In the Middle of Nowhere
The tire tracks bifurcated 5 km before the point where we’d marked ‘crucial juncture’ on our GPS. Unsure of what to do, we took the right turn, but returned back soon thereafter, deciding to proceed as per our plan. We took the right turn at our “crucial juncture” but there were no tire tracks to follow there.
It was a dried-up wetland, bumpy and still partly grassy. We took a leap of faith and marched on. After all, it was our instinct that had taken us to Chumur earlier that day. After a while, when we hadn’t seen tire tracks for quite some time, we began to question the route, and that is when we saw the much heard of “markings” to Chumur.
Ahead of us were two iron sticks jutting out of the ground, with red markings on the top. Phew! We were right after all! These sticks accompanied us almost all the way to Hanle.
I guess the tracks we were following had been abandoned by the ITBP. These had been in use earlier, but now they had a “better road”, the one which we had decided not to take. The path we took required some patches of good off-roading skills, particularly to avoid getting stuck in the mud and to avoid hitting the underbelly of the car too hard, and I enjoyed every bit of all that off-roading!
Also Read: Leh to Pangong Lake Travel Guide
Soon we came to the climb to Salsal La. It seemed like an almost vertical climb! While ascending, we did not shoot a single photograph, with Aarti busy navigating me to chose the gentlest slopes to climb. We soon concluded that this path must only have been used by Stallions to climb.
After huffing & puffing for a while, we saw that a road had been blasted and we finally joined it mid-way in our climb to Salsal La. The road was in awful condition, but at least the gradient was gentle.
It was not long before we realized that it’s better to avoid the loops and take the climb straight up used by the Stallions. Although much steeper, it was a much smoother climb. It was not before some good 4L mode action that we reached the top of Salsal La.
It was time to rest for a while, and give a much-deserved break to Kiyang, which was belching out black uncombusted smoke all the way.
Salsal La, finally!
A short while later, it was time for us to get back on our way to Hanle. I cannot recollect why exactly we did not stop at Kyun Tso. We just drove past it. Maybe it was the tiredness from lack of proper sleep the night before. We also did not know, or rather did not notice, that Kyun Tso is actually two lakes.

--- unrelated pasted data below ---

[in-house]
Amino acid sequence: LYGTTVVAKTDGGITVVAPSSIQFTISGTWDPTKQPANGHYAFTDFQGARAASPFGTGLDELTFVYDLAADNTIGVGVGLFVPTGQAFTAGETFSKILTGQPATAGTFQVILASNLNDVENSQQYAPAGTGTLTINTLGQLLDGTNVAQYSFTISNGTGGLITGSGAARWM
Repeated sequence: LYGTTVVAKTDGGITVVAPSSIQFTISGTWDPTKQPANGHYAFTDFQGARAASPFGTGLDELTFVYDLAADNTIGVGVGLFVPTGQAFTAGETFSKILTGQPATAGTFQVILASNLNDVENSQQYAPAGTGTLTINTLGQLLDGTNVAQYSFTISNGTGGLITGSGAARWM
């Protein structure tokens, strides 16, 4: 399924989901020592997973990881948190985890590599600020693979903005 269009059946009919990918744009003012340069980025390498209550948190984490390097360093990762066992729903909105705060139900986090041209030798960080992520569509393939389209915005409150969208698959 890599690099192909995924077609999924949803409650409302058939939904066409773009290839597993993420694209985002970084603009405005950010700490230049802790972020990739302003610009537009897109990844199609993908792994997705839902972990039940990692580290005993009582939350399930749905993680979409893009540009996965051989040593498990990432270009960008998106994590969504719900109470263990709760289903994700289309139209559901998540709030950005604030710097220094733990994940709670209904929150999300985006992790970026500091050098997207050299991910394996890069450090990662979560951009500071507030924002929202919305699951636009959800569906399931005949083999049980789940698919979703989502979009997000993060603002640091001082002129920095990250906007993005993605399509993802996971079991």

The lovely Kyun Tso. We should have spent some more time here
The ride further to Hanle was long and tiresome. It was a mix of rocky, bumpy, and at times a smooth drive too. But one always has to really concentrate, to avoid stones hitting the underbelly. Right after crossing Kyun Tso, we finally came across a Stallion, the first vehicle we’d seen since we left Debring, and took the cut towards Tso Kar.
It was nice to get some kind of reassurance that we were indeed on the right track. So a couple of marmot sightings, kiang sightings, and loads of treacherous driving later, we finally managed to reach Hanle by 6:30 pm.
The final stretch to Hanle deserves a special mention. It was the worst stretch of road in a flat wetland ever! With Hanle at a tantalizing distance and the average speed at 7 kmph, it was one of the most frustrating drives ever!
Also Read: How to Plan a Trip to Hanle
Daylight was fading quickly now, the sun was almost at the horizon and it would be dusk soon. We had to start looking for a place to spend the night, but before we did that a visit to the Hanle Observatory was a must.
As we reached atop the hill where it is situated, we got the feeling that the place is straight out of a sci-fi Hollywood blockbuster. A lone observatory, far away from civilization, atop a hill with 5 scientists working on their weird-looking monitors.
The scientist explained to us that they are only a 4 engineer team, working so that the machine here can function properly for scientists sitting in Bangalore, who control the telescope remotely from there.
The only part missing from a sci-fi movie was a hot babe! If she were present, the whole movie “Deep Blue Sea” could’ve been converted to something like “Lonely Cold Mountain” and shot at the observatory in Hanle. And oh by the way, contrary to popular belief, this is not the world’s highest observatory.
The imposing Hanle fort
The Hanle Observatory
Gamma telescopes. They look like alien ships on the Moon landscape!
We were informed by the head scientist that it was impossible for him to give us a room at the observatory guest house without prior permission from Leh. So we scurried along to the village, and finally found the woman who held the keys to the PWD rest house there. With stay arranged, it was time to cook dinner and rest for the night.
- Journey Ahead: Hanle to Pangong Tso
Tomorrow we head out to Pangong Tso. With that thought, we called it a day and crawled under blankets for much-needed sleep. We were both terribly tired since the last night at Tso Moriri was definitely far from being a comfortable one.
Tso Moriri to Hanle – Conclusion
Please click on the link above to continue reading the next part of this travelogue. I hope the travelogue, pictures, and information above on traveling from Tso Moriri to Hanle via Chumur were of help. If you have any questions or need any other details, please feel free to ask in the comments section below or at our Community Forum, and I will be glad to answer.